5 Kettlebell Mistakes That Are Screwing With Your Results
Kettlebells aren’t exactly the easiest piece of equipment to use.
Trainer Betina Gozo says she sees people making kettlebell mistakes all the time. “I definitely see it with the holding of the kettlebell. It’s important to keep the wrists stacked properly so that you aren’t adding more stress.”
And that’s a shame, since there are so many great strength moves you can do using this versatile piece of equipment.
To help you master the ‘bell, Gozo demos the top five mistakes she sees people make in the video above, as well as exactly how to tweak your form to make sure you’re performing each move on point. This is key to getting a better workout (you’ll activate the right muscles and work them harder) and avoiding injury.
“If you can’t get a trainer to check your form, I would definitely recommend videotaping yourself so that you can check it,” says Gozo. Watch and learn, and then pick up a kettlebell next time you hit the gym to try the moves for yourself. Here, the most common mistakes—and fixes:
1. Holding The Kettlebell Wrong
Mistake: Learning how to hold the kettlebell properly is the first step in any move, and Gozo says this mistake is very common. Many kettlebell moves involve “racking” the weight, or holding it at your shoulder with one hand, while your elbow is bent. Often she sees people hugging the kettlebell too close to their chest, or holding it too far out from the body.
Fix: To correctly rack the weight, stand tall with tight abs, keeping your elbow close to your body, and your forearm in line with your upper arm. The kettlebell should rest against the outside of your forearm. Make sure not to let your wrist drop back. “A lot of women complain about the way the kettlebell sits on the forearm, but you’ll build tolerance to it,” says Gozo.
2. Picking It Up Incorrectly
Mistake: Kettlebell swings seem easy enough, but a common issue Gozo sees with this move is that people don’t pick the weight up correctly. The kettlebell is all about momentum, and to start a swing move, you can’t grab it from directly below you, in between your legs—that forces you to thrust from a standing straight-up position to get the weight swinging.
Fix: Instead, place the weight about a foot in front of you, then hike it back and thrust it forward. When you’re done, bring it back to the starting position a foot in front of you. This little tweak allows you to drive more power through your hips, to get more out of the exercise.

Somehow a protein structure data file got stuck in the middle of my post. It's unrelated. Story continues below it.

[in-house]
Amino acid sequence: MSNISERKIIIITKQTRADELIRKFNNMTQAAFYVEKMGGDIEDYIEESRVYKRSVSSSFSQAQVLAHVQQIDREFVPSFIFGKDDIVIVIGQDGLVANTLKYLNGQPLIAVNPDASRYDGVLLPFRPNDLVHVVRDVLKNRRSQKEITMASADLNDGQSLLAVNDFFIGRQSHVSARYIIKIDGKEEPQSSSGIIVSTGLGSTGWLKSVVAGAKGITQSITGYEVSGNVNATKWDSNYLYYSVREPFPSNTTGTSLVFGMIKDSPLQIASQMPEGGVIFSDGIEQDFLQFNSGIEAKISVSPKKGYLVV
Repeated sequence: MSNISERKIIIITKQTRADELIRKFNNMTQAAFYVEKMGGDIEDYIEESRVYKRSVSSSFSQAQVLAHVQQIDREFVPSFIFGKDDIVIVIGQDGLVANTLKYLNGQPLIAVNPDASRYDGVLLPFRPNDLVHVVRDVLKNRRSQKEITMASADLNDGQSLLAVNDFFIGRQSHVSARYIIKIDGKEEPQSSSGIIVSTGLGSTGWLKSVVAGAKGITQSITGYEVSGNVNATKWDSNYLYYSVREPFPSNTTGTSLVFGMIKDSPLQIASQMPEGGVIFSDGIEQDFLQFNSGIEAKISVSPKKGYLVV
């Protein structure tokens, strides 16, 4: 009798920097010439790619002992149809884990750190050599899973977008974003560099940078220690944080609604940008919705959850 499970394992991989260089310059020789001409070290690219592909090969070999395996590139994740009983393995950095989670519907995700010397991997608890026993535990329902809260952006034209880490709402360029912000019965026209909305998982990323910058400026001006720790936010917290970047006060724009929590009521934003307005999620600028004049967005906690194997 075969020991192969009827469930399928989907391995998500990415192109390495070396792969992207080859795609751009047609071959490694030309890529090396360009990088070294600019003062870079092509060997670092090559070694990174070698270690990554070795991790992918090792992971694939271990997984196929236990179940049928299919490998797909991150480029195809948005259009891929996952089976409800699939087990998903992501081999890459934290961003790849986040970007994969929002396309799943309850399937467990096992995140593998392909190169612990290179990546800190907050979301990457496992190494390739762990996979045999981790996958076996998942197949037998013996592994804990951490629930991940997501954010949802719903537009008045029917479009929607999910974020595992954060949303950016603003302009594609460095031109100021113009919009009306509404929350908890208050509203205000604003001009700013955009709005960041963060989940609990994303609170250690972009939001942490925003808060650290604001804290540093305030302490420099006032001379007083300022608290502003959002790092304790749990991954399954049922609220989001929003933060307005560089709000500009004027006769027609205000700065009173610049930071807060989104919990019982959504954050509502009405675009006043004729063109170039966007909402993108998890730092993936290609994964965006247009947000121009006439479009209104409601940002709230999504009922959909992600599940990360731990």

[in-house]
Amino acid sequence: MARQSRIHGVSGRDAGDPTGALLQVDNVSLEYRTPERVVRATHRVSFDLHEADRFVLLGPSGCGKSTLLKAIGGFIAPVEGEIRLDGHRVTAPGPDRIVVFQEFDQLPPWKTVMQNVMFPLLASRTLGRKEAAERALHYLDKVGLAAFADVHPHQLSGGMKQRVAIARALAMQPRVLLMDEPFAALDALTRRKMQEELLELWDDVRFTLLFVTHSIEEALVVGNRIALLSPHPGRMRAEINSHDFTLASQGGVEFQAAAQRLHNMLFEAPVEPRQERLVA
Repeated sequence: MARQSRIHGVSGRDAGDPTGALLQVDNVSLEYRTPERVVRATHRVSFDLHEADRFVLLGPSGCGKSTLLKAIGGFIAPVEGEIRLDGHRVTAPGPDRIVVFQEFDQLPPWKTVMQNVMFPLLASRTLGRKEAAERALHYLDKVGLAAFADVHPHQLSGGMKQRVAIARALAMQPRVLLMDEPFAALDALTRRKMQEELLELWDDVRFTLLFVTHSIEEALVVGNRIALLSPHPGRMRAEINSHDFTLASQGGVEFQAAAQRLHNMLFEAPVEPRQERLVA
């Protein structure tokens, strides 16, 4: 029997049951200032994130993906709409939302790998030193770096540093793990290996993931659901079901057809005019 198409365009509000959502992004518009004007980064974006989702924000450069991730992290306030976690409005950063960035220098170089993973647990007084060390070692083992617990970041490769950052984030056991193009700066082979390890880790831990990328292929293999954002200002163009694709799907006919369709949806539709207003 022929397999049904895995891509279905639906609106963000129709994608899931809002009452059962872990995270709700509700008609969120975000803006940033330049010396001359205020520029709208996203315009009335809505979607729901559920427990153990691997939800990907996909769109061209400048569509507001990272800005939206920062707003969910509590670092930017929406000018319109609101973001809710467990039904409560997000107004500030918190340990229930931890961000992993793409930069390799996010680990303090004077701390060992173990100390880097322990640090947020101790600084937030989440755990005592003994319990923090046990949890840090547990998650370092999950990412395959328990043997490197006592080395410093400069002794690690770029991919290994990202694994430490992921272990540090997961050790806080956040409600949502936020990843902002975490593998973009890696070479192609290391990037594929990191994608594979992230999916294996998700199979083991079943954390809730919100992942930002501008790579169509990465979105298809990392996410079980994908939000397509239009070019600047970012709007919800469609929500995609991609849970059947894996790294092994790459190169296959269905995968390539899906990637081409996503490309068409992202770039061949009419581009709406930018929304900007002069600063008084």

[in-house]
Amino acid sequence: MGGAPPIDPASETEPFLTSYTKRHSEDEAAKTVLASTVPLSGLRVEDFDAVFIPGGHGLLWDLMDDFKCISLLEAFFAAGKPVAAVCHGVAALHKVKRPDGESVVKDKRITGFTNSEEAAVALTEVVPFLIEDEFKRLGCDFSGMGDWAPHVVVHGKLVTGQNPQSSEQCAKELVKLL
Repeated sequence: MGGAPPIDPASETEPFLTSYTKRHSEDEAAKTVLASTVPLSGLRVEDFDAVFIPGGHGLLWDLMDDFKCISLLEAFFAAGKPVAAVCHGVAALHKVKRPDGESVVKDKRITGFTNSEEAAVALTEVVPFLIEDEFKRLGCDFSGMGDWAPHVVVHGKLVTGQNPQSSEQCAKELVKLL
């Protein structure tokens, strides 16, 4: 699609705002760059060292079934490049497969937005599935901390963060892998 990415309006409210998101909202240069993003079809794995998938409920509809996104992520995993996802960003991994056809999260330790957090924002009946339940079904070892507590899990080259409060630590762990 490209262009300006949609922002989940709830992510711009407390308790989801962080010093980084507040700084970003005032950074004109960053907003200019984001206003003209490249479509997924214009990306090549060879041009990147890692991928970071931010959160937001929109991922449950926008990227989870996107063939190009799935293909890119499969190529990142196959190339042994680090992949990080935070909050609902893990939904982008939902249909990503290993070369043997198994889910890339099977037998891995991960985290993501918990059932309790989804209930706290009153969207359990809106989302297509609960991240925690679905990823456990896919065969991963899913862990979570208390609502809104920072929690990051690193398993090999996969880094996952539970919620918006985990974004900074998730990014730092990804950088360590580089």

3. Swinging The Kettlebell Too Aggressively
Mistake: Another issue with kettlebell swings is how low many people take the weight. It might seem like a good idea to have a bigger range of motion when you’re performing this exercise, but it’s actually best to control the movement. Gozo says she see people swinging the kettlebell so far back between their legs that their wrists are touching the lower part of their thighs, which means they’re likely rounding their backs and leaning too far into the move.
Fix: It’s important to only hinge at the hips and keep the back straight. The wrists should only touch the upper part of your thighs, then you should drive the weight up and forward by thrusting your hips.
4. Leaning Back Too Far
Mistake: Alternately, some people lean too far back when they do kettlebell swings, which can also hurt the back muscles and spine. If, on the upswing, you’re leaning back past a regular standing position, that means you’re probably not using your core and glutes to stabilize your body and control the swing.
Fix: Instead of bending at the top, suck in your abs and flex your glutes (like you would in plank position) to hold your body steady and protect your back.
5. Tilting Your Shoulders
Mistake: When it comes to single-arm kettlebell swings, Gozo says she often sees people letting their weighted shoulder tilt too far forward.
Fix: Ideally, even though only one arm has a weight, the shoulders should stay parallel throughout the swing. If you need to, move the opposite arm with the arm holding the weight to make sure your back doesn’t round, and your shoulders stay in line and face forward.
This article was originally published on www.womenshealthmag.com